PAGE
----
Python remains atop the TIOBE programming language index

Python remains atop the TIOBE programming language index


Despite changes in how TIOBE determines its rankings, there was little change in the index for February.

Image: DANIEL CONSTANTE/Shutterstock

The February TIOBE Index of the most popular programming languages is out, and while the work going on in the background of TIOBE’s calculations has changed, not much has shifted in the way of rankings.

Python continues to sit atop the index, with C and Java directly behind it. In Feb. 2021, those three also occupied the top spot, but with Python in the number three position, C at top, and Java in second place.

Beyond the top three, there hasn’t been much movement in the index, with positions four through eight unchanged from the same time last year. Those slots are occupied, respectively, by C++, C#, Visual Basic, JavaScript and PHP. Positions nine and 10 swapped from Feb. 21 to now, with Assembly Language and SQL now occupying each other’s positions.

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The one big move of note between Feb. 2021 and Feb. 2022 was with the Groovy programming language, an object-oriented language for Java. Over the course of the year, Groovy fell from 12th position all the way to 20th, putting it perilously close to the “other programming languages” list.

TIOBE CEO Paul Jansen attributes Groovy’s decline to the growth in the CI/CD space. Groovy was the only language used for writing scripts on Jenkins, which Jansen describes as having been “the only real player in the CI/CD domain” early on. Now, with platforms that don’t require Groovy, like GitHub, Azure DevOps and GitLab, Groovy is losing its place at the table.

“Groovy could have grown further because it was the major script-based alternative for Java running on the same JVM. However, Kotlin is taking over that position right now, so I think Groovy will have a hard time,” Jensen said.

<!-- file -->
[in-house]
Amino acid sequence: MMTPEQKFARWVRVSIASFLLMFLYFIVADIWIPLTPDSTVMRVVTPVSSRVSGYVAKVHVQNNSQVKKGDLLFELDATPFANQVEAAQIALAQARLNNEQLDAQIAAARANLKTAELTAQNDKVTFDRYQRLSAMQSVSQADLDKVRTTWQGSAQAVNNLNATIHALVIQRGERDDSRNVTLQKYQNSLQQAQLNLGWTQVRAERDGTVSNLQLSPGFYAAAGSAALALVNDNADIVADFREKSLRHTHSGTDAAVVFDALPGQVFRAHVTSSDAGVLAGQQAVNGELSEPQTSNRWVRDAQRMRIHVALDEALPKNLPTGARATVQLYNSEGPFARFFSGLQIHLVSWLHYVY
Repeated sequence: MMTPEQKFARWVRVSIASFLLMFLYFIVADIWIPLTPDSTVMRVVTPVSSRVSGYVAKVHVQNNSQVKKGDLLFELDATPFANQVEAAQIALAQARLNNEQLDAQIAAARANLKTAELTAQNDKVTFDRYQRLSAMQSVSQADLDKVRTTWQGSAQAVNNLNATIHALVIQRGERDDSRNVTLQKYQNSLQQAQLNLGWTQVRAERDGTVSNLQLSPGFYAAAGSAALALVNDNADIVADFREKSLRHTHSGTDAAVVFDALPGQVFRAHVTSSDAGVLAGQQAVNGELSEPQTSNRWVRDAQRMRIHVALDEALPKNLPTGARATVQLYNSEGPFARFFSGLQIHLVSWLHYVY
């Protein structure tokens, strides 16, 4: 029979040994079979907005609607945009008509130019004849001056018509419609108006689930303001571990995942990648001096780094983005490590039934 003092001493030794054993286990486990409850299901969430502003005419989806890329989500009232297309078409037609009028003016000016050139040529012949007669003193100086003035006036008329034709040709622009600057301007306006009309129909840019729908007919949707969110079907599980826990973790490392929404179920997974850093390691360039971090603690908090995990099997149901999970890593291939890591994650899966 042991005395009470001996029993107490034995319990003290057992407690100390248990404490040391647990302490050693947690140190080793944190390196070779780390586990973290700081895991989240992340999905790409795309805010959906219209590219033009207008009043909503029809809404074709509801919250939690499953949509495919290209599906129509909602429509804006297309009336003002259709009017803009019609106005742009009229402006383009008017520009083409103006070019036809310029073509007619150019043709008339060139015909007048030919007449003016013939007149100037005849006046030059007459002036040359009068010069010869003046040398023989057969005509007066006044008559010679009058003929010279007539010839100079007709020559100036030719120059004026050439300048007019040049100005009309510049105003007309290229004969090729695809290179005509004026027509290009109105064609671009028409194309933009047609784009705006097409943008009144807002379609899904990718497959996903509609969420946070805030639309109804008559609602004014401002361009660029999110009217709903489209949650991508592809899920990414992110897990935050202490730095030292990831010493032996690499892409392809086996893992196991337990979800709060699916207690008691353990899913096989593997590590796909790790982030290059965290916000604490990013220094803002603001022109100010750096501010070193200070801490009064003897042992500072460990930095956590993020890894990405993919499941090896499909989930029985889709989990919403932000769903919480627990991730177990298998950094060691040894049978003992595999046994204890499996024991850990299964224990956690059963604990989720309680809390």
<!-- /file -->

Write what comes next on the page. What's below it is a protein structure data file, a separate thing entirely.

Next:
The TIOBE index may not be full of surprises this month, but Jansen did have a lot to say about the index itself this month, as this is the first time it has been compiled using Similarweb’s traffic analysis platform instead of Alexa.

“We have used Similarweb for the first time this month to select search engines and fortunately, there are no big changes in the index due to this swap. The only striking difference is that the top 3 languages, Python, C, and Java, all gained more than 1 percent in the rankings,” Jansen said.

TIOBE decided to make the switch this month after Amazon’s announcement in December 2021 that it was shutting the Alexa web ranking service down, effective May 1, 2022, ending 25 years of the program.

Jansen noted that not every website has been onboarded, but that the switch to Similarweb included a switch to using HtmlUnit, a non-GUI web browser with APIs that let Java apps invoke pages, fill forms and do other standard web browsing activity. This switch will eventually allow TIOBE to include websites it was unable to crawl before, like Stackoverflfow and Github, which could have a larger impact on scores.

Why Python remains, and will stay, on top

Jansen said that he doesn’t see an immediate future in which any language dethrones Python, which he attributes to Python only having two things not working in its favor. “The only drawbacks of Python are performance and lack of typing. But even these issues might be addressed at some point in time,” Jansen said. As for who will remain in second and third places, Java and C, he said will stay close on Python’s tail.

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Behind those top three, who may we see rising in the ranks? “I think some new programming languages will break into the top 20 in the next half a year,” Jansen said. Rust, Dart, Kotlin and TypeScript, he said, are his candidates for promotion. “This isn’t based on any scientific data,” Jansen said,” just my feelings of what is happening in the market.”


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